Our industry has its own version of the chicken or the egg argument: Which came first – the vehicles or the charging stations? In 2010, when electric vehicles (EV) became commercially available, it was hard to say. But now it’s not even close.
EV growth continues at a rapid pace and is now joined by the electrification of almost every mode of transportation—from cars and buses, to truck fleets and even bicycles. And the simple fact is that our U.S. charging infrastructure is falling way behind. That’s why Siemens created a new organization called eMobility—a charging ecosystem focused on streamlining the existing Siemens portfolio for transportation electrification and accelerating the development of new technologies dedicated to making electrification across all modes of transportation a reality.
The challenge remains that demand for the electrification of transportation can only grow as fast as the charging infrastructure enables it to. When we applied our data tools to Los Angeles and looked at what it would take to support near-universal electric vehicle usage, we found they’ll need to install more than roughly 130 chargers per week for the next 30-plus years.
It's a big undertaking, but what the Los Angeles example proves is that it’s clear we need to start now. We need to provide cities with the tools to create infrastructure plans that can realistically support their transportation electrification goals. We need to continue active deployment of charging infrastructure to lay the groundwork for continued growth. We need to increase the role of electric utilities to bolster the power grid and help advance common sense standards.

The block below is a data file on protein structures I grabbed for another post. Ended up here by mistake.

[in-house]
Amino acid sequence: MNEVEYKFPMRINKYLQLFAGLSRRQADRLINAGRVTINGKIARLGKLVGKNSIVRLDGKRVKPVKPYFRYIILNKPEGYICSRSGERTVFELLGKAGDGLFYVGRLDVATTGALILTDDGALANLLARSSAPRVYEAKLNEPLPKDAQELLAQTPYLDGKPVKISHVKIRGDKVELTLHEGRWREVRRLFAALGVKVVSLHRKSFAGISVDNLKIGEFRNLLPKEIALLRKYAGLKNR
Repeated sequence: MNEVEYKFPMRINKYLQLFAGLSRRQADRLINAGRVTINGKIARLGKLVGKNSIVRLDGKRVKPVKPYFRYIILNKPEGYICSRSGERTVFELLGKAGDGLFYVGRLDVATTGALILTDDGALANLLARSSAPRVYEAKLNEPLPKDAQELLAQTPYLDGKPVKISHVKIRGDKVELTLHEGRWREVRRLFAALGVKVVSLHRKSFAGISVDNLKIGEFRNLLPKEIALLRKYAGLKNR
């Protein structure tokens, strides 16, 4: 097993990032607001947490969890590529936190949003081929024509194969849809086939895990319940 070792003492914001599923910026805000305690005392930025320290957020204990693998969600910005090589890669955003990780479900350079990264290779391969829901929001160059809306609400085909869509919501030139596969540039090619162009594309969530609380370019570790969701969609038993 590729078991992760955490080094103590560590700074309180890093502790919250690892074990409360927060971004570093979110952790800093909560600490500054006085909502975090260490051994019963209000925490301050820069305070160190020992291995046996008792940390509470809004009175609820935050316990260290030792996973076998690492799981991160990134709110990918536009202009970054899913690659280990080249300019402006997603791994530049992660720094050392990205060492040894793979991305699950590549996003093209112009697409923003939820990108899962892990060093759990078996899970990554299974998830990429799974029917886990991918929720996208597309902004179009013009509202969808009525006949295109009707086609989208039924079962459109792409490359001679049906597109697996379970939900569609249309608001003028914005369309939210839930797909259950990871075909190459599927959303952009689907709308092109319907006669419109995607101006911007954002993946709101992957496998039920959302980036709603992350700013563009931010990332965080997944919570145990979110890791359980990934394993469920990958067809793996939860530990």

That’s where Siemens comes in. With our eMobility business, we’re already preparing cities and regions for the impact of transportation electrification by providing planning tools, intelligent and fast in-ground and overhead charging station infrastructure for cars, buses, and trucks, and software platforms for remote monitoring and grid integration. We also work with cities to provide the critical digital grid technologies that will intelligently manage the influx of electricity usage that comes with new charging points on the grid.
And though our eMobility business structure may be new, our footprint isn’t. Our electrification of transportation hardware, software and services are already deployed across 35 countries globally with over 40,000 charging points in the U.S. alone. We’re already working with cities like New York, Seattle, Minneapolis, Chicago and San Diego to deploy electrification transportation technologies.
In fact, it was recently announced that Siemens will deliver 16 new DC (direct current) electric bus chargers to support the New York City Transit Authority’s eBus program. These chargers will be stationed at the eBus depot and will power New Flyer’s zero-emission Xcelsior CHARGE™ transit buses without any need to continually monitor their status. We’ve also provided NYCT with a Smart Monitoring software platform that oversees all charger activity, prioritizes their operation and manages energy consumption. These new eBus chargers will join Siemens overhead charging technology already installed along the NYCT route. And we’ve also delivered the same type of DC electric bus chargers to Seattle for their own electric bus fleet testing.
As opportunities for electrification of transportation continue to grow, our own Siemens footprint grows with it. In the U.S., the eMobility business now has six manufacturing facilities spanning California, Oregon, North Carolina, and Texas that support the transportation electrification market and three U.S. R&D hubs where we’re developing and testing the latest electrification technologies.
As for cities, it’s clear that as they continue to pursue and invest in the electrification of transportation, we can’t lose sight of the infrastructure needed to support it. We know that with the right planning tools and technologies, an intelligent, open, and modern ecosystem for eMobility can become a reality.
For more on Siemens eMobility business in the U.S., visit www.usa.siemens.com/emobility.
Published On: May 29th, 2019